US oil workers strike over pay, benefits and safety

About 3,800 workers in four states have refused to return to work after contract renegotiations fell apart

About 3,800 oil refinery workers at nine plants in California, Texas, Kentucky and Washington state carried out their second day of strikes Monday, calling for safer working conditions and better pay and benefits.

The strike comes at a routine juncture in labor relations: a contract renegotiation. But talks collapsed in acrimony Saturday night with both sides leaving the table and have not resumed yet, according to United Steel Workers International (USW), the union leading the strike. The union represents oil refinery employees in 65 plants across the United States, producing 64 percent of U.S. oil.

Crude prices have fallen by 50 percent in the last six months, but analysts say the strike is unlikely to reverse that trend or to significantly diminish refining capacity. The more important effects could be related to workers’ safety and the new contract they negotiate with the energy companies that employ them.

“This isn’t a monumentally important development in the oil market,” said Bob Tippee, editor of trade publication Oil and Gas Journal. He said refinery owners have pledged to keep their facilities humming with the help of management and replacement contractors, so the supply won’t become much tighter and the challenge to low oil prices will be minimal.

Oil prices had been high over the past few years, often topping $100 a barrel. But Lee H. Adler, a professor of labor law at the Cornell University School of Industrial Labor Relations (ILR), said the boon from high prices hadn’t been felt equally around the industry. Nor has the fall.

“Despite the plummeting oil prices over the last several months, the USW’s refinery employers have done very, very well since the last national contract with workers,” Adler told Al Jazeera.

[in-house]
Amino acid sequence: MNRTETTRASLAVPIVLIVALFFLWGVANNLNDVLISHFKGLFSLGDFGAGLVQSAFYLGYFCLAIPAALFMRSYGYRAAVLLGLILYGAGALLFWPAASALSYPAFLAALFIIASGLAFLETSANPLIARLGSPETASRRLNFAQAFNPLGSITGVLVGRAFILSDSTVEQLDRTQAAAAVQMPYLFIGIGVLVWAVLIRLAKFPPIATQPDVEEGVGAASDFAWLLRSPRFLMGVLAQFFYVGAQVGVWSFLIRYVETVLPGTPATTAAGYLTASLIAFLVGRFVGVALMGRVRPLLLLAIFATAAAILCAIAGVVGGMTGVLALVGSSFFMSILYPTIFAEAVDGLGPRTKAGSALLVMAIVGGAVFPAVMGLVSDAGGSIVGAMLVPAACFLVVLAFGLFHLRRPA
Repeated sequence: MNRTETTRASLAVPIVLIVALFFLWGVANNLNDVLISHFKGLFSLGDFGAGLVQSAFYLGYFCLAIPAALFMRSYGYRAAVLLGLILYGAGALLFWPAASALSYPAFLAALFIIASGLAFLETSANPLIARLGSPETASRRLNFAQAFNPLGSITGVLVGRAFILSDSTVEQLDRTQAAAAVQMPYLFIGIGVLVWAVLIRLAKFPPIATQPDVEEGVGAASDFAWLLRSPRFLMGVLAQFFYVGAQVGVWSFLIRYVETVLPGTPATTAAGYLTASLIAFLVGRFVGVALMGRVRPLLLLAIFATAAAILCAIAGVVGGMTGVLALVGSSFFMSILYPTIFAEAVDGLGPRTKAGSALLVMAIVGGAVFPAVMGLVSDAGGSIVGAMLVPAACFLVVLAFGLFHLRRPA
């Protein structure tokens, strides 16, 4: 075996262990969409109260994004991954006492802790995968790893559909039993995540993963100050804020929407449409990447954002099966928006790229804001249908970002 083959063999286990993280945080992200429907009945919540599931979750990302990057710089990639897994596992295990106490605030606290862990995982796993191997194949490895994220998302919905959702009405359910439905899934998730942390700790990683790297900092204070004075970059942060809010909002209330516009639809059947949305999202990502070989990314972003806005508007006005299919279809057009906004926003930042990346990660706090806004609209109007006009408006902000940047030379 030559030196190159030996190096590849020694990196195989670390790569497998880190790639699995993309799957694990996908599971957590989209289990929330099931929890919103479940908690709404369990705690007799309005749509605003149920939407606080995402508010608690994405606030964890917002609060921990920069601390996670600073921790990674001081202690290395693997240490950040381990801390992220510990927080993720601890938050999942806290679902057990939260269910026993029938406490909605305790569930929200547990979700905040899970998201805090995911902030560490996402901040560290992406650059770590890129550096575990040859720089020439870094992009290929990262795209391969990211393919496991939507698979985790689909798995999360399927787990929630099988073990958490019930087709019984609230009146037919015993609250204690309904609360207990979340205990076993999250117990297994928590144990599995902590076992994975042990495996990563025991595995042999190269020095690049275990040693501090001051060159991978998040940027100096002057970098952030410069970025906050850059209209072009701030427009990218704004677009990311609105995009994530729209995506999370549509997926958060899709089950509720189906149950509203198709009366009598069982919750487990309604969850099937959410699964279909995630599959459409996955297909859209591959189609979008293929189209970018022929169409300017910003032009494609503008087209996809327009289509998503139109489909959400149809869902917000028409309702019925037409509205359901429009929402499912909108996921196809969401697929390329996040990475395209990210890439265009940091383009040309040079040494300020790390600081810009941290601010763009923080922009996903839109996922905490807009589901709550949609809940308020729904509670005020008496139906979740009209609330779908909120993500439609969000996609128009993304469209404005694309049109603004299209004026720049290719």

“The USW refinery workers may not have gained as much since the oil boom, because they are paying higher health care costs and still find it difficult to combat the refineries’ attraction to hiring temporary, part-time workers. Putting all of these frustrations together likely has a strong influence on why the USW has made the strike decision it has in the oil refineries.”

But now falling oil prices — hovering around $50 — might give the union an advantage. Although the drop in prices has hurt “upstream” drillers and pumpers of oil, Tippee said refineries that turn the crude oil into something that can power cars and planes have benefited from the lower cost of crude.

“Think of the refiner like a baker,” Tippee said. “A baker uses flour. When the wheat price is low that hurts the farmer, but it helps the baker.”

Although money plays a role in negotiations, the union says the strike is more about safety than pay.

“This work stoppage is about onerous overtime; unsafe staffing levels; dangerous conditions the industry continues to ignore; the daily occurrences of fires, emissions, leaks and explosions that threaten local communities without the industry doing much about it,” USW Vice President Gary Beevers said in a press release.

Royal Dutch Shell, which is heading up the negotiations on the oil industry side, did not reply to requests for comment, but told Bloomberg News on Saturday that the company is “committed to resolving our differences with USW at the negotiating table and hope to resume negotiations as early as possible.”

Wayne Ranick, a spokesman for the union, said that while pay increases were part of the USW’s demands, the foremost goal is safety — something he said management has not been doing enough to improve.

“Do you go to work to get injured or killed? Why do you go? You want a paycheck, probably to take care of your family. People don’t go to work expecting to get injured badly,” Ranick said.

He said he doubts oil industry claims that it can counter the effects of the strike with non-union replacement workers.

The USW is keeping its options open — and that includes possibly expanding the strike beyond the nine plants so far involved, Ranick said.

He added that safety concerns should extend beyond workers to the public, saying recent explosions and accidents have endangered people who live near refineries.

He pointed to a 2005 accident that killed 15 workers in Texas City, Texas. Another refinery fire at a refinery near San Francisco in 2012 sent thousands of residents to the hospital reporting respiratory problems.

“Nobody wants a big industrial accident in their neighborhood,” he said.

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